The wall where the mural was in the Memorial Union now has a URI banner on it. Top photo from uritoday.com, bottom photo by Ethan Pellegrino.

The University of Rhode Island has yet to decide how they will preserve two murals in the Memorial Union’s basement during future renovations, but these portrayals of 1950s URI have garnered the attention of national media in recent months.

Breitbart News published a misleading story on Sept. 9 about URI taking down the murals “depicting the events of World War II due to their lack of diversity.” This is false as the murals depict life at the University in the post-World War II era, not the actions of soldiers during World War II, according to University President David Dooley. The preservation of the mural was also already being discussed during renovation plans for the Memorial Union. 

Dooley said that the local media who picked up the story about the murals reported the story fairly and accurately, but the national media did not. In reality, the possible removal of the murals is more a result of renovations to the Memorial Union. It became apparent that these murals, painted by World War II veteran Arthur Sherman, would have to be rebuilt in a significant way during the renovation process as they are painted directly onto plaster, according to Dooley. 

“National sources made this into something that it never was, which was some kind of example of ‘cancel culture’ or over sensitive students demanding that the murals come down or anything like that; none of that was really a factor in our thinking to any degree,” Dooley said.

During the discussions of preservation, Dooley said that the lack of diversity in this artwork was acknowledged by university leadership but was not intentional when the murals were painted in the 1950s.

“The murals are indicative and illustrative of a very different URI; it was URI of the mid-1950s,” Dooley said. “And they capture URI I think in a clever and whimsical way as to what URI was like then and give a variety of snapshots [of] URI in that era.”

The two murals were not meant to intentionally exclude anyone, according to Arthur Sherman’s daughter Pamela Sherman. The director of the Memorial Union at the time, Chet Berry, commissioned Arthur Sherman to create these murals and depict the feel of the campus life at that point in time. The murals represent the time after the Servicemen’s Readjustment Act of 1944, more commonly known as the G.I. Bill, ultimately tied to why the Union was built in the first place.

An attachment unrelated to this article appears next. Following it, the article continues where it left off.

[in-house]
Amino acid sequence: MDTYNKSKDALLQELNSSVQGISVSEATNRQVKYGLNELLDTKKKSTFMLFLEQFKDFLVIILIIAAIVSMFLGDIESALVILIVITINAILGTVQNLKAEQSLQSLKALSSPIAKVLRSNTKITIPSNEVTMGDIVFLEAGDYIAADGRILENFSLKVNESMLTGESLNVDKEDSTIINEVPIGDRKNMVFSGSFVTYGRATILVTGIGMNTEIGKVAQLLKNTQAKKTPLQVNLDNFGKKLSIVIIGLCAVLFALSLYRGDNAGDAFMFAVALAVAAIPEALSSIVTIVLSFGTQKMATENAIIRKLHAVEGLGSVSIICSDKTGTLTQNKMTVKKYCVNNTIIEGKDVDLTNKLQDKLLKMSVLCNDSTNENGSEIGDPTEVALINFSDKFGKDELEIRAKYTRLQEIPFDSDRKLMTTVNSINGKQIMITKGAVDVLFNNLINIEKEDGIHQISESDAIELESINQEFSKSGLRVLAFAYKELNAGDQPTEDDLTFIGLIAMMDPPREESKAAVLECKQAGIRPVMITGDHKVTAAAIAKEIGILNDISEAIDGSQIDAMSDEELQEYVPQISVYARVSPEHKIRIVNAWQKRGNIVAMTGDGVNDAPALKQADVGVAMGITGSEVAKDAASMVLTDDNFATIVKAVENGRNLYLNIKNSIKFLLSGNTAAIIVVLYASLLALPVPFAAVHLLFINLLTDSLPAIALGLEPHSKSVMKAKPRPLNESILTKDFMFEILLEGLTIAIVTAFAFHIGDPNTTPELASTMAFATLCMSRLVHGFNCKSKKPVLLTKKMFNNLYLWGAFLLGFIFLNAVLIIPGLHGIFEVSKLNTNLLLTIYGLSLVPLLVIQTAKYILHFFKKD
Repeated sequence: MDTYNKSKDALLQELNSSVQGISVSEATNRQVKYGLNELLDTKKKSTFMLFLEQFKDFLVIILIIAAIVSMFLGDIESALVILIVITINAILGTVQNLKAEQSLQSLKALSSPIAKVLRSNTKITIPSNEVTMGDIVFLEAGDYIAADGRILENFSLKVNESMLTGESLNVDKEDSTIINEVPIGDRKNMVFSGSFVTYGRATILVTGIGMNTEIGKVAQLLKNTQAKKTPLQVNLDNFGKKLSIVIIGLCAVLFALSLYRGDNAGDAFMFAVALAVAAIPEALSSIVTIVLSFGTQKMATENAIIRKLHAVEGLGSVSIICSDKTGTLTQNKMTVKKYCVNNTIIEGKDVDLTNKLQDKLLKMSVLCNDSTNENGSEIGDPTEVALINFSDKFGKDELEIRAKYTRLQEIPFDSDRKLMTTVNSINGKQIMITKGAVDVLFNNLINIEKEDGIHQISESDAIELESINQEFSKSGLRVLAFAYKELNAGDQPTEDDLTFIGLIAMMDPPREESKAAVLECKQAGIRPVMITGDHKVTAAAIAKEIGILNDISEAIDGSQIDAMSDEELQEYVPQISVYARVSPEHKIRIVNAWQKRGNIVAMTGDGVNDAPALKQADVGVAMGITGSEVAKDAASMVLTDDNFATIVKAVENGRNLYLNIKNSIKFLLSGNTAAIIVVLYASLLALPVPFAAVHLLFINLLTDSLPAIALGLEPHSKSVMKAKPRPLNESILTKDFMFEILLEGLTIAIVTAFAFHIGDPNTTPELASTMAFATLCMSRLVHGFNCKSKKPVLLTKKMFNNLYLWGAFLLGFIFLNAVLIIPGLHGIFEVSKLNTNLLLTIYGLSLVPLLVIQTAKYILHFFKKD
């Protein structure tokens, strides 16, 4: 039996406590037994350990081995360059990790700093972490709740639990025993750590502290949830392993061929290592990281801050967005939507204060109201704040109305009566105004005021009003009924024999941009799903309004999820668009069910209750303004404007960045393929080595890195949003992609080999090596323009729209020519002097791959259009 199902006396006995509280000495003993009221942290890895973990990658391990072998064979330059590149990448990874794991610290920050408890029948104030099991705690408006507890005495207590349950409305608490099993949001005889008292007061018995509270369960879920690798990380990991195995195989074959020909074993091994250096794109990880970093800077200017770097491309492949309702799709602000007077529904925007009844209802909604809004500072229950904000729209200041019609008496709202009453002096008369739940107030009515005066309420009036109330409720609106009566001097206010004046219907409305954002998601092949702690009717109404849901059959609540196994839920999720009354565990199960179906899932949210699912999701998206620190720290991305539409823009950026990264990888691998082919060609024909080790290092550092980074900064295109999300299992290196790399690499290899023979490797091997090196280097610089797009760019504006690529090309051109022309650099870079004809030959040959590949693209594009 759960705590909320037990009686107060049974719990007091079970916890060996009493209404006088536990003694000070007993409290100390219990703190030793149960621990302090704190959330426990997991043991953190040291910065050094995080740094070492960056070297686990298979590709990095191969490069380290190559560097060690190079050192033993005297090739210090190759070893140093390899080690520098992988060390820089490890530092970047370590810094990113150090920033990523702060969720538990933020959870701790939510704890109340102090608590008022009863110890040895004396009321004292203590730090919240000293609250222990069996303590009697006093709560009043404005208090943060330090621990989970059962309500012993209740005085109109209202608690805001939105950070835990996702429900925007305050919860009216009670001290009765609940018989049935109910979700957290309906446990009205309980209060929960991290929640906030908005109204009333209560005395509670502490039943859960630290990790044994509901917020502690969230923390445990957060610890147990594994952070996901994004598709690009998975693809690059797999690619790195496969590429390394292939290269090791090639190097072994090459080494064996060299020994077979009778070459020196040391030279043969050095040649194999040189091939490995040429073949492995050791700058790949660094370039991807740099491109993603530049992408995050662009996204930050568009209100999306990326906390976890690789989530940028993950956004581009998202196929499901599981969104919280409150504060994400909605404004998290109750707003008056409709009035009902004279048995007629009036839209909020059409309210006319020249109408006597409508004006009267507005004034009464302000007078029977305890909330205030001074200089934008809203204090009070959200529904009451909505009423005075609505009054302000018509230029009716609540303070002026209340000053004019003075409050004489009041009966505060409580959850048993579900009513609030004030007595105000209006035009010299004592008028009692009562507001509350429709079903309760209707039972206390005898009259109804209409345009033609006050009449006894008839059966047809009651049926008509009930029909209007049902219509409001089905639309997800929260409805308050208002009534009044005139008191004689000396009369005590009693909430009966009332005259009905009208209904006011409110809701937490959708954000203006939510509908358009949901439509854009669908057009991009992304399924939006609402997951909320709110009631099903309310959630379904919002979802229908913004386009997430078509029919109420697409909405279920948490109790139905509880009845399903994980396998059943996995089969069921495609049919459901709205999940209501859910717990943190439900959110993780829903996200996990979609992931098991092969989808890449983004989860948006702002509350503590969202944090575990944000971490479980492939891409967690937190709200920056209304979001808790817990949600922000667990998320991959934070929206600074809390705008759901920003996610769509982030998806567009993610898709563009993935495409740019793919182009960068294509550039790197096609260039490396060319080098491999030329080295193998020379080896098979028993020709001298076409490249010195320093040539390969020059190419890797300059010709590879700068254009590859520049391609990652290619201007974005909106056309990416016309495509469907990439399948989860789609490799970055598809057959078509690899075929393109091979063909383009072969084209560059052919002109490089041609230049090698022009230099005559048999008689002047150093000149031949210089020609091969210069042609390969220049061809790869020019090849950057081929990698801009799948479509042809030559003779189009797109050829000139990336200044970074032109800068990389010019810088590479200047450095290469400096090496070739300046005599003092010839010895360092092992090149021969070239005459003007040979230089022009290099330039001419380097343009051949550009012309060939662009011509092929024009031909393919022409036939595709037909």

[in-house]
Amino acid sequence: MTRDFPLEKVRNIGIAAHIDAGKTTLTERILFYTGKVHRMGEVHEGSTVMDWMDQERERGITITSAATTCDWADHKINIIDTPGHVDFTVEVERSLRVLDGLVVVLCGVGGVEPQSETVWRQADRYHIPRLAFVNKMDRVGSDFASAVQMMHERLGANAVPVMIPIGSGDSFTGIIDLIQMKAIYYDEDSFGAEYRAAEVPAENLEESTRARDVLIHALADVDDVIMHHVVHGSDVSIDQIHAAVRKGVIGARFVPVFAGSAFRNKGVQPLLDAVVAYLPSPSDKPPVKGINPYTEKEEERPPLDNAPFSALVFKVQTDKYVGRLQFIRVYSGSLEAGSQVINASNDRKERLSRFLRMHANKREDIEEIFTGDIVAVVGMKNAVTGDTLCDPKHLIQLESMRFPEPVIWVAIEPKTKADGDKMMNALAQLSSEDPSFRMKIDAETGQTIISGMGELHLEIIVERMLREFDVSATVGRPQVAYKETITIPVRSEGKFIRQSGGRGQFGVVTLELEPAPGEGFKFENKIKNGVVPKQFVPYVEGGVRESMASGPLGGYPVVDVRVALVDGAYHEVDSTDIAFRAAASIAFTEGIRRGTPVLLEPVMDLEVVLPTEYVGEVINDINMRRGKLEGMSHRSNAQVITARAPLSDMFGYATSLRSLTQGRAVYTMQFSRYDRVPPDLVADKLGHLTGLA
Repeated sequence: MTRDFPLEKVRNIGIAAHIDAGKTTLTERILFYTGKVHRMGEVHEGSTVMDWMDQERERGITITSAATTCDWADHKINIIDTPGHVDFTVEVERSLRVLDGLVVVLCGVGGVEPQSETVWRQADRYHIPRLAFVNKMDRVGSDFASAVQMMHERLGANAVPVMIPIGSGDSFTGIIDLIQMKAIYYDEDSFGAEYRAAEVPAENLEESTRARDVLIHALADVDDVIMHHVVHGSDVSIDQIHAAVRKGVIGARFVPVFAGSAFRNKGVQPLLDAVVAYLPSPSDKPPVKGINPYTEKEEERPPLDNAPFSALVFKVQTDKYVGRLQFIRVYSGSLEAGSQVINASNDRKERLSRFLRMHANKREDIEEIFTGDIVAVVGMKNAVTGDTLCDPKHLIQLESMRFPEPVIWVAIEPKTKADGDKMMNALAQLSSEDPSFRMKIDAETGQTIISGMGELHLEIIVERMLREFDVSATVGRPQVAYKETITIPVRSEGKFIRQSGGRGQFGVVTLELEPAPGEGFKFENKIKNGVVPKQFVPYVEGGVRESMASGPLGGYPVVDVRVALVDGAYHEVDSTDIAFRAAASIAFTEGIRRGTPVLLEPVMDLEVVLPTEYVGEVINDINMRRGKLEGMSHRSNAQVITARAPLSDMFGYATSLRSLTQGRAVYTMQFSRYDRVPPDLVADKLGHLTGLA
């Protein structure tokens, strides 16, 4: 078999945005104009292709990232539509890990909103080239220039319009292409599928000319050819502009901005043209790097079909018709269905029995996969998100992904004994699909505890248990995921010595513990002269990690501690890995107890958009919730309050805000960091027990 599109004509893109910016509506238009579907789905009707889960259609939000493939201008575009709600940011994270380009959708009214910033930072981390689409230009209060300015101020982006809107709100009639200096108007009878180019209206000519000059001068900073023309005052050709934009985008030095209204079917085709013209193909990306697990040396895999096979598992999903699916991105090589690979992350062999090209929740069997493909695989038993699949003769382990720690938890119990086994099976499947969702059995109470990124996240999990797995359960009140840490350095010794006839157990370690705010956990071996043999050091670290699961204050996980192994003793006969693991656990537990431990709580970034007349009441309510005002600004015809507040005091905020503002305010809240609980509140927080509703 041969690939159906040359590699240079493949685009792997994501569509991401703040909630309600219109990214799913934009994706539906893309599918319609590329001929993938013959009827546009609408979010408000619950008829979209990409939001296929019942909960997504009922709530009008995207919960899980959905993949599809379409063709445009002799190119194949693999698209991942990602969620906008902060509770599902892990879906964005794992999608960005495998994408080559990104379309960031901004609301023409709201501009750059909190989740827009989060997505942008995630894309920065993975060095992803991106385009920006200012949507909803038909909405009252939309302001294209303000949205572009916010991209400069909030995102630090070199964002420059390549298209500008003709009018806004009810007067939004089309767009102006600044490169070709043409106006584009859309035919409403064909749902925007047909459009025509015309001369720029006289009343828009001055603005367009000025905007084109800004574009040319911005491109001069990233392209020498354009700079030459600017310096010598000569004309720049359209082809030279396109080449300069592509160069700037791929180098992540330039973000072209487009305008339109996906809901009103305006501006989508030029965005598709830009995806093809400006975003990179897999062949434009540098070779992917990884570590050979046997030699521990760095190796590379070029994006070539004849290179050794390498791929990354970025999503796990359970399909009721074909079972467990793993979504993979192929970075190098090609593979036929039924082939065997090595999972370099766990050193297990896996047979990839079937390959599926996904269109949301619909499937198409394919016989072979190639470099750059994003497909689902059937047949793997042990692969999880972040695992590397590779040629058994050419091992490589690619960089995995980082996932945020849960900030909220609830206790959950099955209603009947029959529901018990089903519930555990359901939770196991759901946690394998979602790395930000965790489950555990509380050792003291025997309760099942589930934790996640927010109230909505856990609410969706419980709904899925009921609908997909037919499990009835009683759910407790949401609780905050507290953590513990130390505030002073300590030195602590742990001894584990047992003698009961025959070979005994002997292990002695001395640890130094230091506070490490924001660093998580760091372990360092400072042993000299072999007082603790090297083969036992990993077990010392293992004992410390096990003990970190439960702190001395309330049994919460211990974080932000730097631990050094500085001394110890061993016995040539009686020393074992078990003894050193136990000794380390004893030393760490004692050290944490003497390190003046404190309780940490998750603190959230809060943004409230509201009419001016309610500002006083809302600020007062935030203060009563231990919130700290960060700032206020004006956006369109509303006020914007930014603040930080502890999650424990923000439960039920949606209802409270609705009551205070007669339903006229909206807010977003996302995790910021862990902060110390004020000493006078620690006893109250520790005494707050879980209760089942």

Pamela Sherman had learned during the process of talking with her father about the murals that the Union was built to honor the service men and women who died in World War II, as well as those who later died in the Korean War and Vietnam War..

“That was the original intention of the Union; yes, [a] student gathering place and also to honor those [lost],” Pamela Sherman said. “And what my dad said, and this really touched me, was, he said, ‘we lost a lot of students in those wars. We lost a lot of students; whether they came from Rhode Island or not.’”

The importance of remembering all of those who have been a part of URI’s campus, served in the military and made the ultimate sacrifice was stressed greatly by Pamela Sherman.

URI is much different now than it was in the 1950s, Dooley acknowledged, with a very different group of students and a very different representation of student life. 

With the murals having aged 70 years, Pamela Sherman asked why the University has not kept up with the changing campus environment overtime with more contemporary pieces depicting what it is today.

She said she felt bad if any students felt uncomfortable with the mural, as it wasn’t meant to represent the URI of today. 

“It’s not meant to depict today; it’s meant to depict that window in time 70 years ago,” Pamela Sherman said. “And what my family would like to see is more contemporary artwork that shows and illustrates and depicts campus life and the events that are happening today.”

In plans for renovations of the Union, Dooley said that URI hopes to include video displays so that the ever-changing life at the University can be accurately captured. 

“The imagery that you’re showing can change with time and capture in action, as well as in still pictures, URI as it was, as well as URI as it is and maybe even some looks into URI’s future,” Dooley said. “I think that will be a very important part of the renovated Memorial Union as there will be a lot of imagery for students so that everyone can have a chance to see themselves as well as see their community in new ways.”

As for the preservation of the murals, Pamela Sherman emphasized the importance of holding onto these pieces of URI history.

“Time flies, but we’ve got that connection to the past and we’ve already lost some of this artwork, so these are the last two from that era; let’s do what we can to preserve them,” she said.